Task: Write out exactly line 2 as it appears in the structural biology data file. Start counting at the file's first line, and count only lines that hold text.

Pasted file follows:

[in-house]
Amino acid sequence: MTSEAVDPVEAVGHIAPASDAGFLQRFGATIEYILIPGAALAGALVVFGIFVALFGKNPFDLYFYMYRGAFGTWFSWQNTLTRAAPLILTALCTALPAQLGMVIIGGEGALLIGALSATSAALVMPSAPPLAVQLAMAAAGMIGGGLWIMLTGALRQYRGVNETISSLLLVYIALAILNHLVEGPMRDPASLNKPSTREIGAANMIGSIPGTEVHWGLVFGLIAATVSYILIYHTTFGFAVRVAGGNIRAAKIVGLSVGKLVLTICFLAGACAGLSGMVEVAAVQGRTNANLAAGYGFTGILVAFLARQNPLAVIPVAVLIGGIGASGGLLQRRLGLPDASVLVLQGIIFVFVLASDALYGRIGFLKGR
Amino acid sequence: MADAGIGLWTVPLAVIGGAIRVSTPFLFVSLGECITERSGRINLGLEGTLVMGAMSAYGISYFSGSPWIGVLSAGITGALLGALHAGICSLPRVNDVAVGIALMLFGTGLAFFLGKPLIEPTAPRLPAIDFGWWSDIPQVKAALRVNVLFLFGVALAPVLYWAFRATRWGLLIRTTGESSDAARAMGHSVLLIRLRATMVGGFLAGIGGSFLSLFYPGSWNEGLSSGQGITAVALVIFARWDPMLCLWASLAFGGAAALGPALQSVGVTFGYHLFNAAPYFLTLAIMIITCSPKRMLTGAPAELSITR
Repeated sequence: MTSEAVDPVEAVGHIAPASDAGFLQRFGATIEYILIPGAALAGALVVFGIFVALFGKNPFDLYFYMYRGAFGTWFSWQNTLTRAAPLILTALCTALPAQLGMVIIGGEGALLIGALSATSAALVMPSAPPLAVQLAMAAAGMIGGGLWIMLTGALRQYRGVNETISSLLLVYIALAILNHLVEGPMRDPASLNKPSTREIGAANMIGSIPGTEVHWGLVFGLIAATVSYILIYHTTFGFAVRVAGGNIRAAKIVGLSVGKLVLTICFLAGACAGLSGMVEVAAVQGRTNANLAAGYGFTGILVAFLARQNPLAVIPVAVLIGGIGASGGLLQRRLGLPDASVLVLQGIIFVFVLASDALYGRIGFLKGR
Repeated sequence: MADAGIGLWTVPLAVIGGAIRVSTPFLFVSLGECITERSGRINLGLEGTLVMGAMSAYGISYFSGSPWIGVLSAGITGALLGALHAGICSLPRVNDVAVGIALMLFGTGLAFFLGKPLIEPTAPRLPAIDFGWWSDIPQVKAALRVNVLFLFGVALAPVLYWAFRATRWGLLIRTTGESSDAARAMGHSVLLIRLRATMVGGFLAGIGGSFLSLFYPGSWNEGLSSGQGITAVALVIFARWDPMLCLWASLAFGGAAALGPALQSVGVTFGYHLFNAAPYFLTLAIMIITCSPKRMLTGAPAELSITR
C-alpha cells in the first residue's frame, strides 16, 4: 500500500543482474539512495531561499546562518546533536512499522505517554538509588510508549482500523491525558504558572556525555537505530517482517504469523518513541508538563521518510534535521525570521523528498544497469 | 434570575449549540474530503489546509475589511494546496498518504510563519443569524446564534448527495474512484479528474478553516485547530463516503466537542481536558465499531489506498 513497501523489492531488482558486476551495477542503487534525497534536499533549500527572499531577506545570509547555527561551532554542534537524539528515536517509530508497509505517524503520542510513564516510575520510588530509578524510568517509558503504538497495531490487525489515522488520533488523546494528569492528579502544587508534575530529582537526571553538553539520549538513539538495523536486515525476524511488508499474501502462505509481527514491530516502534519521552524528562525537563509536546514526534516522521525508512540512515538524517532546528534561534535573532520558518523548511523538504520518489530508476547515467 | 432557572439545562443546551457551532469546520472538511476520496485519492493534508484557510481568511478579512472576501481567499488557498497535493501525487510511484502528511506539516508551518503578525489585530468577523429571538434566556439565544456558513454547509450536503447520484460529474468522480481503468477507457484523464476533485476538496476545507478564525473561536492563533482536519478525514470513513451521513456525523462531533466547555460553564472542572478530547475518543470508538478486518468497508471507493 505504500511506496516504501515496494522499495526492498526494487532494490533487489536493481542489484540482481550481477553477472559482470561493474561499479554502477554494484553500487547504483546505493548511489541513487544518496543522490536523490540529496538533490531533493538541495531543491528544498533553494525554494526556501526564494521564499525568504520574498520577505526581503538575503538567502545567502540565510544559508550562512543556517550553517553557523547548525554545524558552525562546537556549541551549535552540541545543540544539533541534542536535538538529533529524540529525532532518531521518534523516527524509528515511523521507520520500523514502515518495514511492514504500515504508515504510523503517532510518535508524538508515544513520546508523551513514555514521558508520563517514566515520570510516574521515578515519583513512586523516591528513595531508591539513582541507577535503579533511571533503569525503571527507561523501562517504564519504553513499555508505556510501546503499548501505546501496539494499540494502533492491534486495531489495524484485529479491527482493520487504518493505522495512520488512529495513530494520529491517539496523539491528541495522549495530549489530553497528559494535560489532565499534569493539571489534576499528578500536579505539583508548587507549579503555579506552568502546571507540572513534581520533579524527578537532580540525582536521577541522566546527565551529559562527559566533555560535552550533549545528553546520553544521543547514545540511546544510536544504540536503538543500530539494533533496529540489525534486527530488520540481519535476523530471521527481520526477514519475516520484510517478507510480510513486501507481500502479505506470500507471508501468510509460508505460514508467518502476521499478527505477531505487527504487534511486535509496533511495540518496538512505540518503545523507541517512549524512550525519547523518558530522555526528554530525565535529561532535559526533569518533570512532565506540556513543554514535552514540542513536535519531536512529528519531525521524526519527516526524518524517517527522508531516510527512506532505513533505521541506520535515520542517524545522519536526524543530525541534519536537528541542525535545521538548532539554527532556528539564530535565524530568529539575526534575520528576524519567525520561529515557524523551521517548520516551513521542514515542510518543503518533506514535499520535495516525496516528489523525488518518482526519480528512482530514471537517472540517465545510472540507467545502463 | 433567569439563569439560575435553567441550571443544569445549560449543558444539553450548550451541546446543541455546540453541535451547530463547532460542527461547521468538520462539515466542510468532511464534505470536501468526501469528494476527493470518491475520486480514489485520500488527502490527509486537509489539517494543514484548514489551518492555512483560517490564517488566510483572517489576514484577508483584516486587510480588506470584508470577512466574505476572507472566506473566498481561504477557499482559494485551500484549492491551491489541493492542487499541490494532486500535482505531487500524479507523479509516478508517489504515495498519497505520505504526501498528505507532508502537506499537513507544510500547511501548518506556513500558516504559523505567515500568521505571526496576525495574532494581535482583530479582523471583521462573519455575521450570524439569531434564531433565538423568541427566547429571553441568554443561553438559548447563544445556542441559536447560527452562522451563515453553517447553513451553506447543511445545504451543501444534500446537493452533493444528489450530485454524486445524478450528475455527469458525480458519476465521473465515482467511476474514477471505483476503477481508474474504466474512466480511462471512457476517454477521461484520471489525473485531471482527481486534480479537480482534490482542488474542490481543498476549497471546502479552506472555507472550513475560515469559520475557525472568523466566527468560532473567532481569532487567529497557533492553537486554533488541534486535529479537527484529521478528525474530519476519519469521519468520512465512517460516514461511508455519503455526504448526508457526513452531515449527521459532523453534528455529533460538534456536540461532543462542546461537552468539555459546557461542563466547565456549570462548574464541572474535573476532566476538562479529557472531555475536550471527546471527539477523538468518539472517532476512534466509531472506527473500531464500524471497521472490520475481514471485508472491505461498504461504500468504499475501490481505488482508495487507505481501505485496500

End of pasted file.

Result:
Amino acid sequence: MTSEAVDPVEAVGHIAPASDAGFLQRFGATIEYILIPGAALAGALVVFGIFVALFGKNPFDLYFYMYRGAFGTWFSWQNTLTRAAPLILTALCTALPAQLGMVIIGGEGALLIGALSATSAALVMPSAPPLAVQLAMAAAGMIGGGLWIMLTGALRQYRGVNETISSLLLVYIALAILNHLVEGPMRDPASLNKPSTREIGAANMIGSIPGTEVHWGLVFGLIAATVSYILIYHTTFGFAVRVAGGNIRAAKIVGLSVGKLVLTICFLAGACAGLSGMVEVAAVQGRTNANLAAGYGFTGILVAFLARQNPLAVIPVAVLIGGIGASGGLLQRRLGLPDASVLVLQGIIFVFVLASDALYGRIGFLKGR